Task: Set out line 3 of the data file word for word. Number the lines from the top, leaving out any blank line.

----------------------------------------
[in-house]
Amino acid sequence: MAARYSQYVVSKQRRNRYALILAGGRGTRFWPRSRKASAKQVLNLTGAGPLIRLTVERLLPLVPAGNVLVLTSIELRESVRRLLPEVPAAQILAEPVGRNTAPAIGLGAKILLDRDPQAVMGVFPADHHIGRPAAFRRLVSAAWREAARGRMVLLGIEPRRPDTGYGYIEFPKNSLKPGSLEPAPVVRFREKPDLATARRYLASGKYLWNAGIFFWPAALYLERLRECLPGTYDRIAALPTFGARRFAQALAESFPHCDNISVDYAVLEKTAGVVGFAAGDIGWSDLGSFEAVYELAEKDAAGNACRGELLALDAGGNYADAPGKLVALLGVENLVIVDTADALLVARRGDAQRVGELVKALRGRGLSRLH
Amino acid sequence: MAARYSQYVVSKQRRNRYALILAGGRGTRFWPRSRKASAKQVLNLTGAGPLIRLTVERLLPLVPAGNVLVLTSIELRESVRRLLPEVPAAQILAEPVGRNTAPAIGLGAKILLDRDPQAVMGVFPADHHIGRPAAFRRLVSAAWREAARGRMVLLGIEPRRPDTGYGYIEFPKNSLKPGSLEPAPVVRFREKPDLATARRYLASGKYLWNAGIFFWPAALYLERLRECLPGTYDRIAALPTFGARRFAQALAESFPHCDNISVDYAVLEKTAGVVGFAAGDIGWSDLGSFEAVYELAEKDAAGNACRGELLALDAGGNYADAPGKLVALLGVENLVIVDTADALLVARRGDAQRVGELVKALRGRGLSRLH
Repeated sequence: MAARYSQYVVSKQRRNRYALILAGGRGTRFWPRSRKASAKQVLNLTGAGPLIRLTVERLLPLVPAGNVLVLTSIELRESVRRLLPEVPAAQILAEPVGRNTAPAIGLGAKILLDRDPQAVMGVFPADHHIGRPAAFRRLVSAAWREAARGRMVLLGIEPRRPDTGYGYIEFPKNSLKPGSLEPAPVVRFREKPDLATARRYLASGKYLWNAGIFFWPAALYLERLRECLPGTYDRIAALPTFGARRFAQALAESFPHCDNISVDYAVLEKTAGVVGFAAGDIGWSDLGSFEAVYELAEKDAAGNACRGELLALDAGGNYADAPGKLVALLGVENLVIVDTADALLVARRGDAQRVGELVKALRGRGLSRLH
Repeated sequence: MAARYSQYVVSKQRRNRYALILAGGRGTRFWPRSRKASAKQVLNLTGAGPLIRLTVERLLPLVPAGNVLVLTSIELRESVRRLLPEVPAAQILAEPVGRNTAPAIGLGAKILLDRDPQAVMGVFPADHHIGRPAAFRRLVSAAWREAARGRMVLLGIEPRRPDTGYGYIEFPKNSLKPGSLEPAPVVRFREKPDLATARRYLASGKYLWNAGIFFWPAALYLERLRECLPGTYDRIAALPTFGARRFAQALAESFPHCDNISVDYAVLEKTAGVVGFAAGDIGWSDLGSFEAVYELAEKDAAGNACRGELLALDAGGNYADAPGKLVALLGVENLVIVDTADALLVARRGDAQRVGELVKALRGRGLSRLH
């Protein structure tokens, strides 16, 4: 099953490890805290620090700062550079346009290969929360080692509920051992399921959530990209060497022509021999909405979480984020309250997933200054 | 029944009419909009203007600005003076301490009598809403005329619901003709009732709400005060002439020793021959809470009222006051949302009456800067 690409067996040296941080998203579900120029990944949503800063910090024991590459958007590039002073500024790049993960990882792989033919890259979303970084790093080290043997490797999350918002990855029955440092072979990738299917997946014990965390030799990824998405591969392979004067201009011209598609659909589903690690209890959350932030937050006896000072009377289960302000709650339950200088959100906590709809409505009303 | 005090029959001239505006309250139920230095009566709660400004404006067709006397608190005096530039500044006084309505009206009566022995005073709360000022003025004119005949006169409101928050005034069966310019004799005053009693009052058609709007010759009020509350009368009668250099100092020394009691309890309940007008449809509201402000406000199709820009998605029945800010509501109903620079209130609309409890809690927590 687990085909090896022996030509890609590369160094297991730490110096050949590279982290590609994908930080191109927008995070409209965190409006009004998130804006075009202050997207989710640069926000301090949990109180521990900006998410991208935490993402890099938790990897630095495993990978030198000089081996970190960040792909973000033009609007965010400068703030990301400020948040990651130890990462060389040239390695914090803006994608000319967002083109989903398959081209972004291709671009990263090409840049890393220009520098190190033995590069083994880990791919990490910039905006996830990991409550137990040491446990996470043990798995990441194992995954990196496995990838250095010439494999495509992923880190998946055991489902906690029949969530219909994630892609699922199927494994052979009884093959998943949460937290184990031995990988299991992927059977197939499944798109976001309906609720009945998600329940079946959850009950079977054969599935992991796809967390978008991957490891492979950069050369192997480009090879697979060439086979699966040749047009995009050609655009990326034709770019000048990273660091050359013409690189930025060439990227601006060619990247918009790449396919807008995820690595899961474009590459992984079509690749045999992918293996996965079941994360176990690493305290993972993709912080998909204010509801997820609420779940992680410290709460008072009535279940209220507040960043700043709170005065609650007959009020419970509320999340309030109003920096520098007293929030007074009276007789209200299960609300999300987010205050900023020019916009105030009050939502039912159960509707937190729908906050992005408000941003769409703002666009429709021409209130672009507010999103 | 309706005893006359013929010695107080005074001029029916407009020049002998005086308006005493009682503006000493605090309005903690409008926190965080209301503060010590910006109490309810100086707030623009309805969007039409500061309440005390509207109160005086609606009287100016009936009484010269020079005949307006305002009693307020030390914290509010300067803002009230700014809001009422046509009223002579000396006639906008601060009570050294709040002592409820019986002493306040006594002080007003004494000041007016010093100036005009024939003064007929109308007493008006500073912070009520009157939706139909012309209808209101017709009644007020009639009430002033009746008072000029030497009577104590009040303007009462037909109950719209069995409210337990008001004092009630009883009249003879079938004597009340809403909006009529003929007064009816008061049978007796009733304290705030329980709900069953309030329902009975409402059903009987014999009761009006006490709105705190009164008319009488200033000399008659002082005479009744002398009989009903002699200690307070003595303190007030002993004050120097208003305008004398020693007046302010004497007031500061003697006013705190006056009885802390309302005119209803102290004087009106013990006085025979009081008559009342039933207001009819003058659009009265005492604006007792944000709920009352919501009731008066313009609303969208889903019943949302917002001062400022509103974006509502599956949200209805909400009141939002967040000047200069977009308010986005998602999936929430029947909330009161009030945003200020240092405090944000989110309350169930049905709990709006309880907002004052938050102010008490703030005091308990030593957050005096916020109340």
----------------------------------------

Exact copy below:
Amino acid sequence: MAARYSQYVVSKQRRNRYALILAGGRGTRFWPRSRKASAKQVLNLTGAGPLIRLTVERLLPLVPAGNVLVLTSIELRESVRRLLPEVPAAQILAEPVGRNTAPAIGLGAKILLDRDPQAVMGVFPADHHIGRPAAFRRLVSAAWREAARGRMVLLGIEPRRPDTGYGYIEFPKNSLKPGSLEPAPVVRFREKPDLATARRYLASGKYLWNAGIFFWPAALYLERLRECLPGTYDRIAALPTFGARRFAQALAESFPHCDNISVDYAVLEKTAGVVGFAAGDIGWSDLGSFEAVYELAEKDAAGNACRGELLALDAGGNYADAPGKLVALLGVENLVIVDTADALLVARRGDAQRVGELVKALRGRGLSRLH